Sadly, I forgot my homily notebook, so I had to take notes the old-fashioned away: on my phone, after Mass. We were back at Mr. Man’s parish, and I appreciated that the priest did not even try to apologize for the long Gospel. It only happens once a year; we can take it. Usually. Like a rookie, I thought my wedges would be fine for the long period of standing. They were not fine, but I had some suffering to offer up, so it evens out.

In the homily, Fr. Something-I-Can’t-Remember started by highlighting that the Gospel features two very different processions (to Jerusalem and to Calvary) under different circumstances (the beginning and the near-end of Christ’s passion) and to very different responses (cheers and jeers, basically). He also mentioned that this story reminds us that God is with us in our suffering, not just in our joys.

That last part stuck with me. Call me crazy, but I feel like we are more inclined to feel that God is with us (or to ask him to be with us) precisely when we are suffering. It’s much, much easier to forget that he’s with us when we’re joyful and things are going our way. How often do we thank God for a great day just because it’s great—not because we needed a win? How often do we pray for blessings on someone for their birthday—not just their day of death? I struggle with remembering to invite God to be part of the happy times in my life. Do you?

For more Mass fashion and commentary, visit Rosie at A Blog for My Mom for My Sunday Best.

My Sunday Best, hosted at A Blog for My Mom

7 Quick Takes on Reading, Planning, and Dating

7 Quick Takes, hosted at This Ain't the Lyceum

— 1 —

As evidenced by the “old news” in last week’s 7QT and my ridiculously overdue 2016 year in review post, I am still clearing out my backlog of things I wanted to share here. Will you humor me with just a few more oldies?

For the third year in a row, I was among Pocket’s top 5% of readers. Or maybe it was the opt 1%. I can’t remember! I neglected to clip the email properly to share a screenshot, so just trust me; I read a lot in Pocket.

If you like to read articles online (or watch videos), but find yourself wandering down the rabbit hole of links or worrying about wasting data loading ads on your phone, you’ll enjoy Pocket. It’s been revolutionary for my reading habits. Why scroll through Facebook aimlessly looking for something to read on the go when I can read articles I have already curated?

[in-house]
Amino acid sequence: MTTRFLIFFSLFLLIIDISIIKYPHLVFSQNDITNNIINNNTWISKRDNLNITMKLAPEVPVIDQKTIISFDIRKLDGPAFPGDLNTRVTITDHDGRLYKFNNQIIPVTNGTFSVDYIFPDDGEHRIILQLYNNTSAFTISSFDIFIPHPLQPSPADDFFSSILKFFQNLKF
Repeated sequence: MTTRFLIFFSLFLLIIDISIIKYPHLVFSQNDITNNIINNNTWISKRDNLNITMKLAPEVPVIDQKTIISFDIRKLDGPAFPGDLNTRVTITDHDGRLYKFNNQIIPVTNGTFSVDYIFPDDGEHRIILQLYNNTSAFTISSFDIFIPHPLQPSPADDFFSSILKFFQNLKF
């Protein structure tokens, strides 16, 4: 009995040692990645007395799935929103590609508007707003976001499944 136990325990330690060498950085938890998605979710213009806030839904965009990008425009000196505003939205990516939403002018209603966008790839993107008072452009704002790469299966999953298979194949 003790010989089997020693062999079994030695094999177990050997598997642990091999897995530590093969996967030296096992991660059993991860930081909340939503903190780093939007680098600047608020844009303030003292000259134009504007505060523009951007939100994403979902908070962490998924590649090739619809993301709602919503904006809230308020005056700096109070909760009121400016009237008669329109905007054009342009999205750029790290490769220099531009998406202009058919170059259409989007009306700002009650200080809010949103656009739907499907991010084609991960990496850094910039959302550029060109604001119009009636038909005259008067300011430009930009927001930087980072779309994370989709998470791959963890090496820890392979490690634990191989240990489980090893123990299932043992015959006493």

— 2 —

I don’t have the link to my Pocket Year in Review anymore, but I do have my Goodreads 2016 Year in Books. I was pleased with last year’s reading. I read plenty of nonfiction early in the year and slipped in some awesome fiction towards the end, and I met my overall book goal. Goodreads has been excellent for my book-reading in much the same way Pocket has for articles.

Read ALL the books!

— 3 —

I was much less pleased with my life planning. I still have the plan, but I haven’t reviewed it for at least six months. I’m pretty sure it still shows calling my grandmother once a month as an action item, and she died in August.

I am expecting to have some time in the near future for some extensive revisions, though, so I was glad to pick up a free life plan review tool from Building Champions back at the turn of the year. The video is no longer available, but the review tool (and the free tool for writing your first draft of a life plan) are still there.

We plan vacations, and we plan weddings, but have you ever planned your life?

— 4 —

I am still reading and loving Verily magazine. I especially like their “Gentlemen Speak” feature, which consists of articles written by real men or roundups from interviews with the same. Before I met Mr. Man, I often wondered why the nice, smart, charming, churchgoing men I met were never interested in me. We clicked so well! Wasn’t there something more than just “not feeling it” or the standard-but-infuriating “intimidation” factor? Andrew Mentock offers a few novel ideas why a great conversation doesn’t always lead to a date invitation.

Fun fact: I have had the pleasure of meeting Mr. Mentock (not to be confused with Mr. Man) in person. The Internet is maybe not such a huge place after all.

— 5 —

Related to the dating theme, I was fascinated by an essay posted in ZENIT about the effect that promoting chastity has had on slowing the spread of AIDS in Uganda. Americans in particular seem to think of Africa as one homogenous zone that needs saving, where AIDS spreads like wildfire. That’s not true any more than it’s true of the U.S. The A-B-C method really can work.

— 6 —

I manage my email really well, so I tend to stay subscribed to email lists for a long time and actually read what they send (or unsubscribe properly). I was not, however, expecting to hear from Small World of Words. I participated in their word association study online so long ago that I have absolutely no memory or record of it.

It was neat to see the results, of course, but getting that random email was also a reminder of just how long scientific research takes. We tend to just hear about results—especially when they are sensational—but I always forget that it might have taken years of data collection and analysis to get to those conclusions.

— 7 —

My life as a YNABer is still going well. I am currently casually mentoring a recent convert to budgeting. It took some encouraging to get past the idea of waiting for a “normal month” before committing to building that first budget. There’s just no such thing as a normal month!

There will always be something unexpected. Your car will need repairs. Your child will get sick. A bill will arrive. There’s a reason I built my first budget with a category called “Stuff I Forgot to Budget For.”